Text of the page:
Citing unnamed high-ranking officials from the interior ministry, local media sources said security services were also hunting for people thought to have helped Mladic avoid justice.
Vujic Valjevo is a large Serbia company that manufacturers windows and bottled water. Sources said police were also searching houses occupied by its management.
Vidoje Vujic, the factory owner, said police took his mobile phones and seized several pictures, including one of former Bosnian Serb parliament speaker Momcilo Krajisnik who is on trial in The Hague.
Serbian media have previously reported that Mladic was hiding near Valjevo and the police searched the nearby mountain of Divcibare several years ago.
Wanted for genocide
Mladic, 66, has been wanted since 1995 by the United Nation's International Criminal Tribunal for the former Yugoslavia (ICTY) in The Hague, where Radovan Karadzic, the Bosnian Serb president, now is on trial.
The former commander of the Bosnian Serb military forces has been indicted for genocide, war crimes and crimes against humanity during the 1992-95 war in Bosnia.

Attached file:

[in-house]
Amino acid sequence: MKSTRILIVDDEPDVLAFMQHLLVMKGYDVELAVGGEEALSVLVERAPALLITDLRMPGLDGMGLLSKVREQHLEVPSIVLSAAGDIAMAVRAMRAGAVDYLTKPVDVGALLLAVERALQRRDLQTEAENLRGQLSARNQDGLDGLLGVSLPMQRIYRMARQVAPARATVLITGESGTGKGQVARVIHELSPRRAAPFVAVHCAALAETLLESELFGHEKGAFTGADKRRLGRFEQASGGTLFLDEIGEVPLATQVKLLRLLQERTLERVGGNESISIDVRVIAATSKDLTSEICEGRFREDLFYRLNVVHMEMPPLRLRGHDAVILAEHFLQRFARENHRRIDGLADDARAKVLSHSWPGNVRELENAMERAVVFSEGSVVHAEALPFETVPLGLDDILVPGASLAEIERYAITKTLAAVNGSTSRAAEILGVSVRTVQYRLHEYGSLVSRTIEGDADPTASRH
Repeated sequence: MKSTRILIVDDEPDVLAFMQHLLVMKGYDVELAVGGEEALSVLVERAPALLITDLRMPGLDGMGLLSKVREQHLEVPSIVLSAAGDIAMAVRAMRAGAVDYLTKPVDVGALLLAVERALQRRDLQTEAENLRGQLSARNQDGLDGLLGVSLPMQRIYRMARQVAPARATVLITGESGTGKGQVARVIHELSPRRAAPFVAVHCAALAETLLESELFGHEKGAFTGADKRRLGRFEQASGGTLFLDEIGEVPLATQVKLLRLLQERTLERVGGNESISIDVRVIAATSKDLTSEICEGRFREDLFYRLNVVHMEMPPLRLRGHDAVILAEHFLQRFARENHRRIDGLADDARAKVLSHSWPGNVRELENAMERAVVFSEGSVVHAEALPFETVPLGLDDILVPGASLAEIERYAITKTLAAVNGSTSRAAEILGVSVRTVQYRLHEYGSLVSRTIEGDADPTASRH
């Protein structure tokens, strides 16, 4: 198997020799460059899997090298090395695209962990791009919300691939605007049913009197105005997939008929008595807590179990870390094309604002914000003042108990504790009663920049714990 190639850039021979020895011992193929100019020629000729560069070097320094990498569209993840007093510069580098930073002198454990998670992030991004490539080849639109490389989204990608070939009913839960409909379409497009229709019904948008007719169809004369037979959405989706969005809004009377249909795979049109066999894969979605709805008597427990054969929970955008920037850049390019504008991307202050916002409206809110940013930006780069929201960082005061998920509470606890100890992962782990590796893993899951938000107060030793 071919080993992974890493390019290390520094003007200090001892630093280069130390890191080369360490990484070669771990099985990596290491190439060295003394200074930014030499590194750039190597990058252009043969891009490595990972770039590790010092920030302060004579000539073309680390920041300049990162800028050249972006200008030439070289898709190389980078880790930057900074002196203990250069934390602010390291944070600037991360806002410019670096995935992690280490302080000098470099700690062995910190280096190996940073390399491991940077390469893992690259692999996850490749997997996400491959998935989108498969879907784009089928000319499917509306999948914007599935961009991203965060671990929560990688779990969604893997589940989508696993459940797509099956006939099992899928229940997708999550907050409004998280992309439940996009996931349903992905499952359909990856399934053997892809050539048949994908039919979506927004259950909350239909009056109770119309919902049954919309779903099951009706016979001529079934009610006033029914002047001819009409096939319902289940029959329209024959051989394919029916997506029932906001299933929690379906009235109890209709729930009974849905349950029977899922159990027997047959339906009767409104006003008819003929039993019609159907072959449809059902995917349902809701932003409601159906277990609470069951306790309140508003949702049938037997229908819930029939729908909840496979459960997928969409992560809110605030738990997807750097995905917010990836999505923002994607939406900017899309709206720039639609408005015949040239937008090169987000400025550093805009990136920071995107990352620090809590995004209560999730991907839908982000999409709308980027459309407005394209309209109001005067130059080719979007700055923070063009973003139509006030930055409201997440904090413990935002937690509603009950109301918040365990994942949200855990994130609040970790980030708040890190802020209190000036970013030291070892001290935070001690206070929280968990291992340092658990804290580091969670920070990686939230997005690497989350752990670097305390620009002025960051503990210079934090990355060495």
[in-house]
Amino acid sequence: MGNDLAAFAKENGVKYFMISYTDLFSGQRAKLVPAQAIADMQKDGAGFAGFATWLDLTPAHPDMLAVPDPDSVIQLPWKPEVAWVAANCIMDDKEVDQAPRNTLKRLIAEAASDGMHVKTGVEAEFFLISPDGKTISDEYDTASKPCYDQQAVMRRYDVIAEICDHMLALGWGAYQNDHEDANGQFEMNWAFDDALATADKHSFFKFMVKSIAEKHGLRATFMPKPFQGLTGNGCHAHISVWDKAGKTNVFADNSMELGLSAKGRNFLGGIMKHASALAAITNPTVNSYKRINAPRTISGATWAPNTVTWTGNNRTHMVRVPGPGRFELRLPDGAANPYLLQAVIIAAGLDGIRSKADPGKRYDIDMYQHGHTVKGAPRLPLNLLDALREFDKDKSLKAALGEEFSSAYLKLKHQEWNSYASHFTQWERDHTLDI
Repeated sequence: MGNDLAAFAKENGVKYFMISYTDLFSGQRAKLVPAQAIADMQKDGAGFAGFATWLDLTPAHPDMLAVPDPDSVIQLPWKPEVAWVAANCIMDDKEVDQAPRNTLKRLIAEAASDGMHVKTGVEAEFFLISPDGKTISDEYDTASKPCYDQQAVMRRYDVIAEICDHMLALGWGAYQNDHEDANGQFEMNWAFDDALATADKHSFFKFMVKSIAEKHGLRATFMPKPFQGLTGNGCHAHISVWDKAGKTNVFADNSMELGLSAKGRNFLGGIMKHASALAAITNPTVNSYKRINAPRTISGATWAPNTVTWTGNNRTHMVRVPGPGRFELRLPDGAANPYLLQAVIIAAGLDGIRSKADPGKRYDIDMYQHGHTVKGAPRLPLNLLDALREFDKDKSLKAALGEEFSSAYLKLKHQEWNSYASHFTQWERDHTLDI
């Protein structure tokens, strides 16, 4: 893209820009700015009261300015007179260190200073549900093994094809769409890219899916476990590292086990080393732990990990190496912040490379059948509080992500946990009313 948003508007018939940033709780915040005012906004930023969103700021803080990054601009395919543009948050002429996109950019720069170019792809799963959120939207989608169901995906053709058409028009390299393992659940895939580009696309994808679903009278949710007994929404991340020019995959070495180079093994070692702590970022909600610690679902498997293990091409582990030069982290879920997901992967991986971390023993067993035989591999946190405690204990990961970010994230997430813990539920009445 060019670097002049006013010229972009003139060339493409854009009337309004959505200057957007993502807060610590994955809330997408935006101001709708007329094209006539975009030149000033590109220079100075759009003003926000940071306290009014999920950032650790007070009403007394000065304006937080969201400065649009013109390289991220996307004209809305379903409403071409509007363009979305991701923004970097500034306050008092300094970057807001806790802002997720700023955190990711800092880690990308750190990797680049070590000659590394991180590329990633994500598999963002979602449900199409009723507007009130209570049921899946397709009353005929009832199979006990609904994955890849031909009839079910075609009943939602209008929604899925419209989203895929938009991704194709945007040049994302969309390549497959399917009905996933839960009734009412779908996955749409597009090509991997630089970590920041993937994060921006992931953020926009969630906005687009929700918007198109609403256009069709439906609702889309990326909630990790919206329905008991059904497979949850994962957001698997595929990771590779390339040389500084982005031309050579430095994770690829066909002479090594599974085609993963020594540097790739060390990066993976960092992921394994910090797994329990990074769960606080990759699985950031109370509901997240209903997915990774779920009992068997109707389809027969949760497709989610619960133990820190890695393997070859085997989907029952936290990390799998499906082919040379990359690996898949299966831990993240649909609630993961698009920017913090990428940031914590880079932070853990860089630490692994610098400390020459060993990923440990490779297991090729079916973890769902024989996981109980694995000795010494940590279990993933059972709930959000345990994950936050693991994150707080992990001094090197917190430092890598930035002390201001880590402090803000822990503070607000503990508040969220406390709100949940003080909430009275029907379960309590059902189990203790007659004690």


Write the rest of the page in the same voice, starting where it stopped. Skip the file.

He notably faces charges relating to the siege of Sarajevo, which claimed more than 10,000 lives, and for the Srebrenica massacre of about 8,000 Muslim men and boys in 1995.
Serbia's co-operation with the United Nations war crimes tribunal based in The Hague is a key condition for its closer ties with the European Union, which the new pro-Western government hopes to join by 2014.
Last month, Serbia said it had intensified its hunt for Mladic before an expected visit by Serge Brammertz, the UN tribunal's chief prosecutor.
Brammertz is visiting Croatia, Serbia and Bosnia this week and next, his office said in a statement on Monday.
"The purpose of the visits is to meet with representatives of the local authorities in charge of co-operation with the ICTY in preparation for the prosecutor's regular report to the United Nations Security Council (UNSC) in December," it said.
Brammertz will submit a written report to the UNSC in November and appear before it in December to assess co-operation with the tribunal's work.
Co-operation with the tribunal involves the arrest and transfer to The Hague of Mladic and the only other remaining fugitive war crimes suspect, Goran Hadzic, a wartime Croatian Serb leader.
Karadzic was arrested in July on a bus in Belgrade, where he had been living as an alternative medicine practitioner.